The demand for these packages wasn’t just coming from U.S. investors, but also from foreign countries and companies in China, India and the Middle East, where developing economies were booming and profits were being made.
And although Freddie and Fannie had taken a seat on the sidelines for the past couple years, they would return in late 2005 and dive head first into the profit-rich subprime market.
Mortgages and their packages were sold so quickly in such a short period of time, about three times in eight months, that no one ever stopped to worry about the risk. Even when the CDO slices got to the investor, he felt safe in his diversification. Many of the people investing and selling these mortgages weren’t old enough to remember the last time home prices actually decreased in value and they never thought of the consequences.
According to Faber, around $3.5 trillion in mortgages were given out every year in the U.S. between 2003 and 2006. By 2005, 20 percent of those mortgages were subprime.
Breaking the Economy’s Back
In Newton and Rockdale counties, business was booming. Many mortgage lenders and realtors get their business through personal referrals, so it’s important for them to treat their customers honestly and fairly. While some local people did that, to the detriment of their short term profit, many didn’t, because competition was so fierce.
"I sold some homes I darn well knew I shouldn’t have, but if I didn’t someone else would have," said Bill Blair, RE/MAX realtor. "People were buying $400,000 houses, with $6,000 monthly payments, and they were putting nothing down and paying interest-only. We knew that wasn’t going to last, but there were 20 waiting to do the same thing if you didn’t."
Blair was far from alone, and most of the homes he sold were to appropriate buyers. But realtors from outside the area didn’t have the same track record. National companies were flooding every market with their workers, while at the same time hundreds of unqualified, local people were jumping into the lending, realtor and building worlds.
The Newton County Home Builders Association’s membership jumped from about 200 a few year earlier to 385 during the 2005 to 2006 peak.
"Everyone was getting into the business, from lumber salesmen to bankers. Even my barber was asking me for advice on building houses," said Steve Dubois, former NCHBA presidents. "We used to call some subdivisions training grounds, because of the inexperienced builders who were constructing some of the cheapest houses."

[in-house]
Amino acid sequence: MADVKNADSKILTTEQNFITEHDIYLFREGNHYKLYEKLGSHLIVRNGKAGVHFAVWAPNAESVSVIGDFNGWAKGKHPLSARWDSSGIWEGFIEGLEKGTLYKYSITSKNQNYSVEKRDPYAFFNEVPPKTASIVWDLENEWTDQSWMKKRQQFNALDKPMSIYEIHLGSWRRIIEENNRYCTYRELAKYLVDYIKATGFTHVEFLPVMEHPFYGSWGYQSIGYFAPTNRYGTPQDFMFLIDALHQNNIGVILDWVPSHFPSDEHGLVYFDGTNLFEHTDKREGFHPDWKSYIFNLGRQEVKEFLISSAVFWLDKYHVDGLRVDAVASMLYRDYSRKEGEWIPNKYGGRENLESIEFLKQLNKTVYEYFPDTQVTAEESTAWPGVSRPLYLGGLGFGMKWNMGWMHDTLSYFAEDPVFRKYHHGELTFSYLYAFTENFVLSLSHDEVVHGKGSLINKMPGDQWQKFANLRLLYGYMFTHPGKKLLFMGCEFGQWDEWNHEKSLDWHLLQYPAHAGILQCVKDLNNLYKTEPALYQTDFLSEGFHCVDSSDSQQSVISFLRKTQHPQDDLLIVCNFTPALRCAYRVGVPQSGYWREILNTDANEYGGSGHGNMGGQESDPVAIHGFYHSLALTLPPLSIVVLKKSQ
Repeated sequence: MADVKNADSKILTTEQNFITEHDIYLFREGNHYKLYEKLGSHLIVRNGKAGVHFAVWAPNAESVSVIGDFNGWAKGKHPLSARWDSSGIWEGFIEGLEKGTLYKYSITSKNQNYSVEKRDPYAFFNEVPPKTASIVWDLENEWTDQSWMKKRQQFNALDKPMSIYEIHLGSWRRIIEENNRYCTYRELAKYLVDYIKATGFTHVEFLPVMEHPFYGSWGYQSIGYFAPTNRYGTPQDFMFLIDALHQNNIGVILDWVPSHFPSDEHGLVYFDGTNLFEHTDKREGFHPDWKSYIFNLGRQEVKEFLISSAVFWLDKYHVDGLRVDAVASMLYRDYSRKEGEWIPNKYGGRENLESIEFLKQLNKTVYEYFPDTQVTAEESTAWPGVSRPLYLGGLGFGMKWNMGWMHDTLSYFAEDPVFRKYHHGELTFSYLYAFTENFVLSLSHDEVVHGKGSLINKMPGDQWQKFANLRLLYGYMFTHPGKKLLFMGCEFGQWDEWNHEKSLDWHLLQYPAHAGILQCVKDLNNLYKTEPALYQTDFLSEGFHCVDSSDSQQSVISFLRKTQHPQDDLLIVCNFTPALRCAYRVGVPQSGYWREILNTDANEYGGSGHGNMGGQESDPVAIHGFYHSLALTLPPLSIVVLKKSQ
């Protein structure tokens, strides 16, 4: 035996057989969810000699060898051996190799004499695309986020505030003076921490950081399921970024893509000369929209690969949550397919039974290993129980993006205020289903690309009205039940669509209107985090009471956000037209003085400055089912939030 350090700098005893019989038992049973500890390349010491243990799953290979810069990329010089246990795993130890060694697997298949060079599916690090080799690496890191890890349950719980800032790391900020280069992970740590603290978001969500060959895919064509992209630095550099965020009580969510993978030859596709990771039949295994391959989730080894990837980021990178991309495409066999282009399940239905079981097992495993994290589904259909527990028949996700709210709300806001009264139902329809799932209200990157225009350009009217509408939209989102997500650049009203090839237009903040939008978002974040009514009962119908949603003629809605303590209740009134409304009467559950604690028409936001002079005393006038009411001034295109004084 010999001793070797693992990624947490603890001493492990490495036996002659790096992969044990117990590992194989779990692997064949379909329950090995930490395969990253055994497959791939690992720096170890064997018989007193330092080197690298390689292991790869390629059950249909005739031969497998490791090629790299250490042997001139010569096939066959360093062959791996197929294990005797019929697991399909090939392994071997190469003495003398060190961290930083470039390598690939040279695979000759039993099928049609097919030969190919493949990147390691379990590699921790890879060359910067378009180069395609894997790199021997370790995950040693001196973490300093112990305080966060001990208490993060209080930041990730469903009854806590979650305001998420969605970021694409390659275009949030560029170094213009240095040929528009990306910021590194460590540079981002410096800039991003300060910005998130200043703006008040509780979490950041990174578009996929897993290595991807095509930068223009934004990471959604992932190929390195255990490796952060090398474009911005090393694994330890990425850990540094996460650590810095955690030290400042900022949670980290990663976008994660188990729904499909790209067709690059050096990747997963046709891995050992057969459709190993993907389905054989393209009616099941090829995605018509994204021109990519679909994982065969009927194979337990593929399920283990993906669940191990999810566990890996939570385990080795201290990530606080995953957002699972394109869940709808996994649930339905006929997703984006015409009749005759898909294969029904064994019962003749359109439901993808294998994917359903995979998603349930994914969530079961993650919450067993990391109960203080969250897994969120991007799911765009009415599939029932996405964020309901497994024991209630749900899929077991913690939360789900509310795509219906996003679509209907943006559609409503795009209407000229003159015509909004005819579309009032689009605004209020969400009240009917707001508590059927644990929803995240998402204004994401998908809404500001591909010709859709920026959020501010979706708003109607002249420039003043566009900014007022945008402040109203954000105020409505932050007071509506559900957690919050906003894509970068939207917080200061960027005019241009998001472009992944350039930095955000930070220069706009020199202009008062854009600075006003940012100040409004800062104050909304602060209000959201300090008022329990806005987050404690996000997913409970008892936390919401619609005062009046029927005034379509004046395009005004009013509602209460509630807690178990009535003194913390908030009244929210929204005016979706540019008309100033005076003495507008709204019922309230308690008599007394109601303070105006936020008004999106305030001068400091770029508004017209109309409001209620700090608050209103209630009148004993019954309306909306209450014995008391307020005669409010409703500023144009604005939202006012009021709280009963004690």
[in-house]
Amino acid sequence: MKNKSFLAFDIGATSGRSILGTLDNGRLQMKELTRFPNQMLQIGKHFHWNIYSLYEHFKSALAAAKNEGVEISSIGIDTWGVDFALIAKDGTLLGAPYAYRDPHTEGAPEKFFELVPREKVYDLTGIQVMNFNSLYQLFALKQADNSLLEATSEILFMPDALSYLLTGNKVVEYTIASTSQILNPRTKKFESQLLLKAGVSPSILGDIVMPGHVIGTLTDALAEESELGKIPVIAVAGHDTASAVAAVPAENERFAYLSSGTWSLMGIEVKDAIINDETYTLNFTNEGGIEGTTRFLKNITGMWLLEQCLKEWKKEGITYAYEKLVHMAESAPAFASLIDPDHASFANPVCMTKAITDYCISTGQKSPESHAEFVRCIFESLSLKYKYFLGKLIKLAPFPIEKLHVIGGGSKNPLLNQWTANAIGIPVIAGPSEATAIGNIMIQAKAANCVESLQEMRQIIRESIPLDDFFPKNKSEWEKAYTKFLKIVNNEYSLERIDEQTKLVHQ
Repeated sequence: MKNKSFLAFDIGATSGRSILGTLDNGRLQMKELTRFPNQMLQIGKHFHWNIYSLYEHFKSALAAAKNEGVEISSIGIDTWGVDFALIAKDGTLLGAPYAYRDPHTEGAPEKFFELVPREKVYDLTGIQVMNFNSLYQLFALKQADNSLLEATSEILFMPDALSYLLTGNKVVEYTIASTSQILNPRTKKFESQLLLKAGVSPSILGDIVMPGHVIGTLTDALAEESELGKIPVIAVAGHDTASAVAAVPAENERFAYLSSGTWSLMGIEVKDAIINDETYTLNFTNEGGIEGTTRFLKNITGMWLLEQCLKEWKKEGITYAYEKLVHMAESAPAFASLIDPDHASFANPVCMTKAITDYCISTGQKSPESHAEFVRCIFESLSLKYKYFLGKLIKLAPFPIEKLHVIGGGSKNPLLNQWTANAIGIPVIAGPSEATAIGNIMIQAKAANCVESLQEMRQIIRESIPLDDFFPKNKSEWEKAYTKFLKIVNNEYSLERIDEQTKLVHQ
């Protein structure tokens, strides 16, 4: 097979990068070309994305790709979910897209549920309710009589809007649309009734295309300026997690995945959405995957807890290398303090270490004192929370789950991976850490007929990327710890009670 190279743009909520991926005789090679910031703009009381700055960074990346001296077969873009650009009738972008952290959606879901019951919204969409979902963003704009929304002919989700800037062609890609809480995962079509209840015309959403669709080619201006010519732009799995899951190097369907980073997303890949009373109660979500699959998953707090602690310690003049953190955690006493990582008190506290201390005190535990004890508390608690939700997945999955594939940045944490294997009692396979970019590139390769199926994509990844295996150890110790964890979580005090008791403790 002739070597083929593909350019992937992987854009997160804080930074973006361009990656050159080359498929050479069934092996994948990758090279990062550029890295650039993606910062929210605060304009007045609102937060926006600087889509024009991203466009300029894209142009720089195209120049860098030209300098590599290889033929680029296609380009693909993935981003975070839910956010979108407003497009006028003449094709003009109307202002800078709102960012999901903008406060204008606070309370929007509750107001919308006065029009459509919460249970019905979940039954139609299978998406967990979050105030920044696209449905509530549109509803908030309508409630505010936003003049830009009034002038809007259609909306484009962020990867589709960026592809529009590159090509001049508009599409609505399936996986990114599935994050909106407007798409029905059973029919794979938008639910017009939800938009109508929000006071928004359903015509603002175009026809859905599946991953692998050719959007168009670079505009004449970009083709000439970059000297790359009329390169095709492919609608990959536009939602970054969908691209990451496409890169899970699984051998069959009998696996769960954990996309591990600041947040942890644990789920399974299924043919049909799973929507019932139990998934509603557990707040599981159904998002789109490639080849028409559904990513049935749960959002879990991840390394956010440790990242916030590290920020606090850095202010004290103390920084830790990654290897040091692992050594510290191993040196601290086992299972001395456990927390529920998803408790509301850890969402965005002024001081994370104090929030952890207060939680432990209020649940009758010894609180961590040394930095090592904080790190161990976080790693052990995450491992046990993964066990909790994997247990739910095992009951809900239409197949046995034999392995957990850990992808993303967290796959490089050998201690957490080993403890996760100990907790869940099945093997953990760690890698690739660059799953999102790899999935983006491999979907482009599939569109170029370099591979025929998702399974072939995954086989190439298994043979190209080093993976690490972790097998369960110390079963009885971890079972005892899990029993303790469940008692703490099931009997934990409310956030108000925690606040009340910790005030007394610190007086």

It was same in every field. Erica Milligan, with the East Metro Board of Realtors, said the numbers of realtors for the Newton and Rockdale county area was 1,200 in 2006, double the amount from just a handful of years ago. Local mortgage lender Faye Bell saw lenders flooding into a business where some people’s profits were increasing by 75 to 90 percent during the boom. It proved to be unsustainable.
"One of my biggest disappointments and where I disagree with some developers, was the mindset of ‘If we build houses, people will come.’ But people weren’t buying some of these homes, and in some cases, people were being imported from other states," County Chairman Kathy Morgan said. "The banker in me can say that’s good business, but the resident in me says that’s a false economy."
And the resident was in her right. People kept building speculative houses, named because the builders were speculating that there would be people to fill them. Cheap credit flowed to everyone, so developers and builders could afford more land and more homes. The number of unsold homes was increasing rapidly, but few realized it, and mortgages, and slices of hundreds and thousands of mortgages, were still working their way through the system.
Eventually the people buying homes couldn’t even afford one of their first monthly payments. No matter what type of mortgage they had, the payment was too much.
With no one left to put into the thousands of homes in Newton County, prices started falling, fast. Everyone in the building industry was finding themselves on the ropes, and all of those homeowners who had been dependent on ever rising home prices, which allowed them to refinance, were out of luck. Even more people lost their homes, putting more houses on the market and prices dropped even further.
It happened so quickly. In the second half of 2007, things began to go downhill, but Newton County ended with less than 350 foreclosures. In 2008, that number jumped to 1,464. Many of those were homes and a lot were vacant lots.
Because the housing market was such a huge employer, comprised of developers, builders, subcontractors, manufacturers, tradesman, realtors, lenders and, now, investors, a dried-up housing market, meant a dried-up economy. As mortgages failed, investors lost a lot of money. Because the MBS and CDO processes take several months, lenders, banks and investors were all trapped with bad debt. Developer Hubert White said developers were also hit particularly hard because their business is so money-intensive. He said he wouldn’t be surprised if some of them had $40 million in debt.
Many of the home buyers couldn’t understand what had happened. Ronda Wilkerson was among them. Her shyster mortgage’s monthly payment had ballooned to $1,063.
"The people were so kind, they took down all my info and everything went so smoothly. I signed quickly, and it was done," Wilkerson said. But then it went bad and she was foreclosed in August. "Not having knowledge of my mortgage and relying on mortgage brokers, that’s wrong. Americans had it so darn easy for so long, we stopped wondering when, why and how, and just signed. When you do that you give up your right.
"Yes it’s humiliating, and yes, sometimes you feel like you want to die, but you have to become wiser and learn from your experience."
The third and final story in the series will explore the aftermath of the housing collapse, where Newton County is now and where the county could be headed in the future.